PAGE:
All visit-level and exposure-level special requirements must be itemized and justified in the Phase I proposal, including:
- For Target-of-Opportunity (ToO) observations, estimate the probability of occurrence during Cycle 26, specify whether long-term status is requested, identify whether the ToOs are disruptive or non-disruptive, and state clearly how soon HST must begin observing after the formal activation.
- CVZ observations.
- Time-critical observations.
- Early acquisition observations.
- Coordinated Parallel observations.
- Target acquisitions that use offsets.
- Scheduling of STIS/MAMA and STIS/CCD observations (other than target acquisitions) in the same visit.
- Requests for expedited data access.
- Other special scheduling requirements (e.g., requests for non-SAA impacted observations, roll-angle constraints, etc.).
- For observations in support of another NASA mission, proposers should identify the mission, describe how the HST observations complement the core mission science and indicate whether any coordination is required.
If applicable, discuss the need for a non-default proprietary period request.
Proposals identified as JWST Initiative must describe the connection with specific future JWST observations.
If your proposal (either GO or AR) uses a mixture of UV and optical/IR observations and you wish to claim the benefit of the UV Initiative, justify why the UV component of your proposal is essential to the science investigation.
(This item is required only for GO Proposals)
If you have plans for conducting coordinated observations with other facilities that affect the HST scheduling, please describe them here (examples are coordinated or simultaneous observations with other spacecraft or ground-based observatories). Describe how those observations will affect the scheduling.
If you have plans for supporting observations that do not affect HST scheduling, then do not describe them here. If they improve your science case, then describe them in the ‘Scientific Justification’ section of the proposal.
Joint HST-Chandra Observations
Proposers requesting joint HST-Chandra observations must provide a full and comprehensive technical justification for the Chandra portion of their program. This justification must include:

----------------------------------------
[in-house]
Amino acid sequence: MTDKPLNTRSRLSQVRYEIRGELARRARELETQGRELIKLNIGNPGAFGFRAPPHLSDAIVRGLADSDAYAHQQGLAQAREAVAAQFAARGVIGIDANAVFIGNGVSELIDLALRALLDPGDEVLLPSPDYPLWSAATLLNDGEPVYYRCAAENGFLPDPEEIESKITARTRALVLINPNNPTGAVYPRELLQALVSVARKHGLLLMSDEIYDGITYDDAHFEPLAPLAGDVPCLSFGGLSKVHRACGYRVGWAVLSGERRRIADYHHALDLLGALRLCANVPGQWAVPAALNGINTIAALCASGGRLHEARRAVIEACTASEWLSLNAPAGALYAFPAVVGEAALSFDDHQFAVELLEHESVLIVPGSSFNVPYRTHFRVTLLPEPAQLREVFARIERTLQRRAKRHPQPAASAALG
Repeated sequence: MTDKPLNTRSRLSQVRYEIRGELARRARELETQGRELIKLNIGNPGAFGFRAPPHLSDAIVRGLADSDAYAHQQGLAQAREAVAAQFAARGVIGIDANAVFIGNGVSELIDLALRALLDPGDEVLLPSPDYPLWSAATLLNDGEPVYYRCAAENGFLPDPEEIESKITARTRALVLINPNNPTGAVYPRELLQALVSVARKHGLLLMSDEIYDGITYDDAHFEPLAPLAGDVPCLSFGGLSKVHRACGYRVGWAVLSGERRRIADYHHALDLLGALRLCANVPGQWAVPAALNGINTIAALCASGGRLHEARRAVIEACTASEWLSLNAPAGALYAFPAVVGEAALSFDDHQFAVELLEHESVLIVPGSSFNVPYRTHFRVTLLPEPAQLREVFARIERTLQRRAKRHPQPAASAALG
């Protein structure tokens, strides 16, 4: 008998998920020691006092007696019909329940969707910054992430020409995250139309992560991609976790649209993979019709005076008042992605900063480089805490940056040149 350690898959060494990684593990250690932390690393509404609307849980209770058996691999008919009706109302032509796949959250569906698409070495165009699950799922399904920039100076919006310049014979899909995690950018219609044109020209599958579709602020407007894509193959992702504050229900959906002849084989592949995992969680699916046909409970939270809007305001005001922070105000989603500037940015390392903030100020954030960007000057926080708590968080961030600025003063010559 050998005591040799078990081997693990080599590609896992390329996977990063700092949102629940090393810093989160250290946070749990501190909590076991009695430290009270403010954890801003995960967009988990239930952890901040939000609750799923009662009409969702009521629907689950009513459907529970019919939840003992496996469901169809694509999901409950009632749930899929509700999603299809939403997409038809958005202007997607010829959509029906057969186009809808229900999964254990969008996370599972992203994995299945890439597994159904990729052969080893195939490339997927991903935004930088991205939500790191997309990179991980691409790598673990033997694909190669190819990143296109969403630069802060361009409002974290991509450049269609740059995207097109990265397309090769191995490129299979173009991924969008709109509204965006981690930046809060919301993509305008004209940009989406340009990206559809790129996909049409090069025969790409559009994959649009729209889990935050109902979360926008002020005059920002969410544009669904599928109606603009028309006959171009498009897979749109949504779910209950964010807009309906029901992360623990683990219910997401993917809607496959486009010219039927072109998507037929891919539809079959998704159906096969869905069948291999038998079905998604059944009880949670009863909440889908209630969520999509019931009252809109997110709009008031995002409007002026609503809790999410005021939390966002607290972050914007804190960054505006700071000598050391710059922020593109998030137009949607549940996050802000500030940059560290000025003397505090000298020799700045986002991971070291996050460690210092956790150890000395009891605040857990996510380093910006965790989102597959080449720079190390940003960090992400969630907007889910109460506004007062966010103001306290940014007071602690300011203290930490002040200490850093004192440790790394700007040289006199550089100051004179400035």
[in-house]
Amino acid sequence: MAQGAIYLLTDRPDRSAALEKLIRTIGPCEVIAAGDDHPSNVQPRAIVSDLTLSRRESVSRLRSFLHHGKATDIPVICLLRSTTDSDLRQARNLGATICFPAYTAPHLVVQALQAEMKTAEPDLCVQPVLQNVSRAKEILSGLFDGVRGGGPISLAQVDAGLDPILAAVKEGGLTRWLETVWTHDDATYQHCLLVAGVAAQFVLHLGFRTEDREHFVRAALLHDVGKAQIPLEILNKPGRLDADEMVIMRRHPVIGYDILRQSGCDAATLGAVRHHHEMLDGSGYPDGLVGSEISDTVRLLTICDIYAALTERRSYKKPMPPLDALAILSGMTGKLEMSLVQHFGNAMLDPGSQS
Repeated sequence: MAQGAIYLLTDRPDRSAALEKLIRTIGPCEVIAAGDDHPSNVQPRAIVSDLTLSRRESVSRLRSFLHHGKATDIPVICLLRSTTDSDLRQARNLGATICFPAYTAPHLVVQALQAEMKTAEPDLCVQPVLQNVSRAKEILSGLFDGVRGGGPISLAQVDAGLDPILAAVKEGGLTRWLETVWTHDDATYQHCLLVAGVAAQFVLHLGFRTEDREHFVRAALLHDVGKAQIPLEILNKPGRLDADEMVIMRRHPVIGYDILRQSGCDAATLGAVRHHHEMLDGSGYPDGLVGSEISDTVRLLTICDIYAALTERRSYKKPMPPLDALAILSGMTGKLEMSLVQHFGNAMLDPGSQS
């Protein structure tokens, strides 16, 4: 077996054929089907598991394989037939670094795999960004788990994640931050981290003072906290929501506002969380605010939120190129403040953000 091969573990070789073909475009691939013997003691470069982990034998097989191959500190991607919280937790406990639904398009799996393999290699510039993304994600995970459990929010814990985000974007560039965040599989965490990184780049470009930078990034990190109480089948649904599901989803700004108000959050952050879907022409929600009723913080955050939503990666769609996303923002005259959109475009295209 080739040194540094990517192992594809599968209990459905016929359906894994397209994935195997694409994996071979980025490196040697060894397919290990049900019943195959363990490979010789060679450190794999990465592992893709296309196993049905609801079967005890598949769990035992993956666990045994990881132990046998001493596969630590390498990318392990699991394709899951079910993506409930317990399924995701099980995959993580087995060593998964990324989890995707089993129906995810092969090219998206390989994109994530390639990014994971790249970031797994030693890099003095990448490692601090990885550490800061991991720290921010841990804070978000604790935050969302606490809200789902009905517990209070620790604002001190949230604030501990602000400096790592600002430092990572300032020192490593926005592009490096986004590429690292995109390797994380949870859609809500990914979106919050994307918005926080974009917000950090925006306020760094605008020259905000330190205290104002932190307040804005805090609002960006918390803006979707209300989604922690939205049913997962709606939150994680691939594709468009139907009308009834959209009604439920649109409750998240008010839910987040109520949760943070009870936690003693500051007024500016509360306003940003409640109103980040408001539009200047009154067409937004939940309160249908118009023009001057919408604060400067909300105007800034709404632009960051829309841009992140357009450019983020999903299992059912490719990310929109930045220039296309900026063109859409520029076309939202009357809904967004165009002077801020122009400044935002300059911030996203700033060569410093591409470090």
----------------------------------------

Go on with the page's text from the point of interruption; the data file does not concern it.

- the choice of instrument (and grating, if used),
- the requested exposure time, justification for the exposure time, target count rate(s) and assumptions made in its determination,
- information on whether the observations are time-critical; indicate whether the observations must be coordinated in a way that affects the scheduling (of either Chandra or HST observations),
- the exposure mode and chip selection (ACIS) or instrument configuration (HRC),
- information about nearby bright sources that may lie in the field of view,
- a demonstration that telemetry limits will not be violated,
- a description of how pile-up effects will be minimized (ACIS only).
Proposers should note the current restrictions on observing time as a function of pitch angle of the satellite. Refer to Section 3.3.3 of the Chandra Proposers’ Observatory Guide for detailed information. Proposers should check the pitch angles of their targets and be sure that any constraints they request do not render the proposed observation infeasible.
Technical documentation about Chandra is available from the Chandra X-ray Center (CXC) webpage, which also provides access to the Chandra Help Desk. The primary document is the Proposer’s Observatory Guide, available from the Chandra Proposal Information webpage. Full specification of approved observations will be requested during the Chandra Cycle 20 period when detailed feasibility checks will be made.
Proposers requesting joint HST-Chandra observations must specify whether they were awarded Chandra time in a previous Chandra or HST cycle for similar or related observations. Proposers must also specify whether the team has submitted a similar proposal in response to the current Chandra call.
Joint HST/XMM-Newton Observations
Proposers requesting joint HST/XMM-Newton observations must provide a full and comprehensive technical justification for the XMM-Newton portion of their program, including
- the choice of prime instrument,
- the requested exposure time, justification for the exposure time, target count rates, and assumptions made in their determination,
- information on whether the observations are time-critical.
Proposers requesting joint HST/XMM-Newton observations must specify whether they were awarded time in a previous XMM-Newton or HST cycle for similar or related observations.
Technical documentation about XMM-Newton is available from the XMM-Newton webpage.
Joint HST-NOAO Observations
Proposers requesting joint HST-NOAO observations must provide a full and comprehensive scientific and technical justification for the NOAO portion of their program, including: